In what has been hailed as a rare deal between First Nations and industry, oilsands giant Suncor Energy Inc. will sell a stake in a bitumen storage terminal in northern Alberta to Fort McKay First Nation for $350 million.
The indigenous group will acquire 34.3 per cent of Suncor’s East Tank Farm project, which will store, cool and blend bitumen from the Fort Hills mine north of Fort McMurray before transporting it in pipelines.
Mark Little, an executive vice-president at Suncor, said the Calgary-based producer will secure far more than money when the deal is finalized, expected in the second quarter of 2017. “If our entire business and focus was just about making money, we wouldn’t do this; we’d just say, fine, we’ll keep it to ourselves,” Little said in an interview.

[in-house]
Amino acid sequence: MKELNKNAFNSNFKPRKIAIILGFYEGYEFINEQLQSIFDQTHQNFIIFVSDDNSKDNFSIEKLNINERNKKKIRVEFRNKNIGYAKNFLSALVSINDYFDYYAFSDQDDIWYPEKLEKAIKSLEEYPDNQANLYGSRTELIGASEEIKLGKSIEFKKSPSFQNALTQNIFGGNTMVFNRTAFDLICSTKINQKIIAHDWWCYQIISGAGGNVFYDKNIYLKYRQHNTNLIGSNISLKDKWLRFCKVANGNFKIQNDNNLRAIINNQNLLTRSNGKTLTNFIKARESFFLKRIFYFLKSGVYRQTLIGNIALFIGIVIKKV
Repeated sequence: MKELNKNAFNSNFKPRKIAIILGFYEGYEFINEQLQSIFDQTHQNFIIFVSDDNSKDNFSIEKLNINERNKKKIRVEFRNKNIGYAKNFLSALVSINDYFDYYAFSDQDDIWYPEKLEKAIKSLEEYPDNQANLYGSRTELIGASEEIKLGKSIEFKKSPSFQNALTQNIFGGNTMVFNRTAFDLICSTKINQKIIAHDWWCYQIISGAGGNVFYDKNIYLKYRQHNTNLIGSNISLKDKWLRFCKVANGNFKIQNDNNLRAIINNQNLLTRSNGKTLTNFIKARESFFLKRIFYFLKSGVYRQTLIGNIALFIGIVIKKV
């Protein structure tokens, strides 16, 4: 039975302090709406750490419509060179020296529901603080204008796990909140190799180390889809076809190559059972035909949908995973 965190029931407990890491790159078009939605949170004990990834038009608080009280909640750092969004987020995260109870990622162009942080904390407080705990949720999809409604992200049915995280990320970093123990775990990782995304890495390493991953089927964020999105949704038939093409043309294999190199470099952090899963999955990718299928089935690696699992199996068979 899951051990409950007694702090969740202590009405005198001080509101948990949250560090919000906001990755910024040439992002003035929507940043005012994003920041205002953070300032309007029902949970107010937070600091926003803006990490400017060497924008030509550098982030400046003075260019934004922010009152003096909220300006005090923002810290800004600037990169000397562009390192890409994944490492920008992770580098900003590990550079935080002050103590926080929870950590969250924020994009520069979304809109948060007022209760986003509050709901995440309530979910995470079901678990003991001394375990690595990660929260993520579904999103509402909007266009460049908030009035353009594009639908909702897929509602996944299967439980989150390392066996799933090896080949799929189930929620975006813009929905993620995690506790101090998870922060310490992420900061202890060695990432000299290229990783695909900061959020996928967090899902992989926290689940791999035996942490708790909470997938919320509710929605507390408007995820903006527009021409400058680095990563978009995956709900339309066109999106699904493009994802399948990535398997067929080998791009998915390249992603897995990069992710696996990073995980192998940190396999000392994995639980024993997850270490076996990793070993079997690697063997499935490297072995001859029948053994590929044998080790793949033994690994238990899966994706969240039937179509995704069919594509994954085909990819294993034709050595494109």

“We view it as hugely advantageous to be aligned with a First Nation moving oilsands forward in this country, and you know there’s lots of controversy about that.
“But it’s also, shouldn’t we be concerned about the First Nations in this country, their living conditions, and are we providing the right support?”
Chief Jim Boucher of the Fort McKay First Nation said the acquisition is a “prudent investment decision” at a time that his members are struggling with high unemployment.
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